Frank Says: Along with Jeff Green, he is one of the two most versatile players in the Final Four. His defense was magnificent against Arron Afflalo a year ago and he’ll need a similar effort this time around against a player who has thought long and hard about that Indianapolis night a year ago when he was 3 of 10 from the field.

 

2. Ron Lewis (6-4, Sr., Ohio State)

Frank Says: He and Afflalo are the two guys we’re most likely to see hit critical jump shots Saturday. He stretches the defense more than anyone (well, with the exception of Lee Humphrey) in the Final Four. He doesn’t drive it much but belly up to him and he’ll drive and slam. If the Buckeyes win a national title Monday night, the Buckeye Nation has the overtime-creating 3-pointer he hit against Xavier in Round 2 to thank.

 

3. Josh Shipp (6-6, So., UCLA)

Frank Says: He’s not the defender or ball-handler that Cedric Bozeman was for the Bruins at the position last season. But he gives Howland something the Bruins didn’t have a year ago: a third jump shooter on the floor at all times. He is also a physical rebounder and drives and finishes better than Bozeman did.

 

4. DaJuan Summers (6-8, Fr., Georgetown)

Frank Says: Absolutely loaded with “upside” – and he’s not too shabby right now. He shoots it, drives it and dunks it. Look for him to have a breakout sophomore season . . . an all-Big East season at the very least.

 

POWER FORWARD

1. Jeff Green (6-9, Jr., Georgetown)

Frank Says: At least on the offensive end of the floor, he’s the best player in the Final Four. His offensive game has the maturity of 10-year NBA veteran. Posting up . . . driving  . . . nailing shots from the corner . . . setting up teammates – dang! He is so good!

 

2. Al Horford (6-9, Jr., Florida)

Frank Says: He and Joakim Noah can play either post position for the Gators, but I’m listing Horford here. He has very reliable hands, there isn’t a sturdier player inside the lane and he could be the best defensive rebounder in the field.

 

3. Luc Richard Mbah a Moute (6-7, So., UCLA)

Frank Says: He’s the best man-to-man post defender still suiting up for a college team this weekend. He is a big reason the Bruins’ traps are so daunting for opponents to deal with. He’s very quick to the ball as an offensive rebounder and is an effective “slasher” after one or two dribbles. His jump shot is often an adventure, though.

 

4. Ivan Harris (6-7, Sr., Ohio State)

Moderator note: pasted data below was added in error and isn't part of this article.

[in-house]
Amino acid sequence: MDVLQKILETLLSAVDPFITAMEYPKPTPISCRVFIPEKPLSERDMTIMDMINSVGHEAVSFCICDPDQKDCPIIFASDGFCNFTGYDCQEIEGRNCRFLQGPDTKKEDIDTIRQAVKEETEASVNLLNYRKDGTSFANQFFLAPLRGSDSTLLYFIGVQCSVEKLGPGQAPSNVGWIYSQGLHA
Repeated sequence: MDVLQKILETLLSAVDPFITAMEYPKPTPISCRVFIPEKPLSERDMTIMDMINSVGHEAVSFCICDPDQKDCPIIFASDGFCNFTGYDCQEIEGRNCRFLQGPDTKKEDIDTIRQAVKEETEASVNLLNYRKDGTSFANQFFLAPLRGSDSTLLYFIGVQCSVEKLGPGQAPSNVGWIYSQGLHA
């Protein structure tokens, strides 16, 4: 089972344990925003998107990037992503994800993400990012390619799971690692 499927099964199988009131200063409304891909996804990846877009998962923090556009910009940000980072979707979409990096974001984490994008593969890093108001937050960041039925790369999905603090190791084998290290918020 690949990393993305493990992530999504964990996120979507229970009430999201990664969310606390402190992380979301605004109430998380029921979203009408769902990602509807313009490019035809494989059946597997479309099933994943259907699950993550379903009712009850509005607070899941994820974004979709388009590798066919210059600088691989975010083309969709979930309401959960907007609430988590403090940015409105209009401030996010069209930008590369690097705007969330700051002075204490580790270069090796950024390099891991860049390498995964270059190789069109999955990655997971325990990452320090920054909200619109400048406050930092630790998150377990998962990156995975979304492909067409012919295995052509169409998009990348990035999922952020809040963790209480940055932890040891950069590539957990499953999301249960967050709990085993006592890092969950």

Frank Says: He’s probably more comfortable on the perimeter, offensively, than in the low post area. And with Greg Oden and Othello Hunter around, Coach Thad Matta can let Harris play to his strengths (as a jump shooter and driver).

 

CENTER

1. Joakim Noah (6-11, Jr., Florida)

Frank Says: He gets an ever-so-slight edge over Oden because, a) He’s got two years of college experience over him, and, b) he was the Most Outstanding Player in the Final Four a year ago. No one plays with more energy. Watch him guard people 25 feet from the bucket – his quickness (at that size) borders on the stunning.

 

2. Greg Oden (7-0, Fr., Ohio State)

Frank Says: OK, Noah and Oden should be “1-A and 1-B”. If Oden stays out of foul trouble this weekend (something he hasn’t been able to do in the NCAA Tourney so far), I’ll probably be embarrassed as heck late Monday night that I didn’t list him in the top slot.

 

3. Roy Hibbert (7-2, Jr., Georgetown)

Frank Says: Not only is he one of the most improved big men in the country, I find it hard to imagine too many college players of any size or shape making the kind of progress he has since his freshman season. He’ll join Jeff Green as an NBA lottery selection in June, if both decide to bypass their final seasons as Hoyas.

 

4. Lorenzo Mata (6-9, Jr., UCLA)

Frank Says: He is much improved over last season and is a big part of why the Bruins have been overwhelming, at times, defensively. He has a better collection of scoring moves within 12 feet of the bucket than most realize. His free-throwing (38 percent) means he is usually off the floor if the Bruins are protecting a small lead late in a game.



 

Inducted into the USBWA Hall of Fame in April, 2005, Frank Burlison is Scout.com’s national basketball expert and is also a columnist for the Long Beach (Calif.) Press-Telegram. He can be reached at frank.burlison@presstelegram.com. Read more of Burlison’s pieces at www.frankhoops.com